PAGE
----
In response to recent anti-immigration trends in the new presidential administration, Central Falls Representative Shelby Maldonado has introduced legislation that would set standards for law enforcement agencies in Rhode Island when dealing with immigration detainers.
A civil immigration detainer is a request from federal authorities to local law enforcement officers to continue to hold a person once that person is released from local custody.
“Rhode Island has a 350-year tradition of respecting human rights,” said Representative Maldonado, herself the daughter of a Guatemalan immigrant. “In the absence of comprehensive immigration reform at the federal level, the state must preserve an environment that encourages cultural, economic and community participation for the immigrant community, rather than one that fosters an atmosphere of fear and distrust of law enforcement officers.”
The bill, H5515, would create standards for responding to immigration detainers and for law enforcement officials’ transport of inmates who are the subject of immigration detainers or administrative warrants.
The legislation would clarify that no Rhode Island law enforcement officer may arrest or detain a person solely on the basis of an immigration detainer, or continue to hold a person on the basis of the detainer once they have been released from local custody.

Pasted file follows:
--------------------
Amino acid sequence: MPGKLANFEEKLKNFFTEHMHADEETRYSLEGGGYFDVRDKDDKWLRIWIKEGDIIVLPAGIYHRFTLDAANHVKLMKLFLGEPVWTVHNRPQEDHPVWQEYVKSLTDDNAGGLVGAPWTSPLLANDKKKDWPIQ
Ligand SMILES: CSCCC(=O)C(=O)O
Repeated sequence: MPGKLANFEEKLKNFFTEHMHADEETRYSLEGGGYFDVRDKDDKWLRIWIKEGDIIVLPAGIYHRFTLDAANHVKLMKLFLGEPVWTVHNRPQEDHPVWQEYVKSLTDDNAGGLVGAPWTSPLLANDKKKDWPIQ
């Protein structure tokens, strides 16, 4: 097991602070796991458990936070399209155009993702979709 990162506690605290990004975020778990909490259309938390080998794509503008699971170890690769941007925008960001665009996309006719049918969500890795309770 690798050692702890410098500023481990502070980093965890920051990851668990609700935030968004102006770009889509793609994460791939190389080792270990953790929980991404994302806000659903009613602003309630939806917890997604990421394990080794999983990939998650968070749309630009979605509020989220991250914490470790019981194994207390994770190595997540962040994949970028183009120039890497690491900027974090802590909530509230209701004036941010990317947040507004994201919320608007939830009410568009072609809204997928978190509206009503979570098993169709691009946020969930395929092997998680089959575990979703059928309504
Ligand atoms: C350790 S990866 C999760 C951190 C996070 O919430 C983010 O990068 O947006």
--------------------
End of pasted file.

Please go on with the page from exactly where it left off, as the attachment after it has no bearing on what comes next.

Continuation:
“Our police officers are not federal immigration experts and should not be asked to perform those duties for a law that is extremely complicated,” said Maldonado, who serves as co-chairwoman of the Legislative Black and Latino Caucus. “Police chiefs from across Rhode Island and law enforcement departments from across the nation have resisted attempts to turn their officers into ICE (Immigration and Customs Enforcement) agents. Our police officers have enough to do enforcing the laws of Rhode Island.”
The legislation would prohibit Rhode Island law enforcement agencies from allowing ICE agents to use their facilities for investigative interviews or other purposes, and prohibit ICE agents from having access to inmates either in person or via telephone or videoconference.
The bill would also require all law enforcement agencies to collect data concerning immigration detainers, administrative warrants and inmates, reporting all information collected quarterly to the attorney general.
The legislation, which is cosponsored by Representatives Grace Diaz, Aaron Regunberg, Jason Knight and Jean Philippe Barros, has been referred to the House Judiciary Committee.
Opposite legislation, that would require state and local police to collaborate with ICE, H5093, has been introduced by Representatives Arthur Corvese ((401) 353-8695), William O’Brien ((401) 440-4063), Robert Phillips ((401) 762-2010), Stephen Ucci ((401) 934-2121), and John Edwards ((401) 624-8879).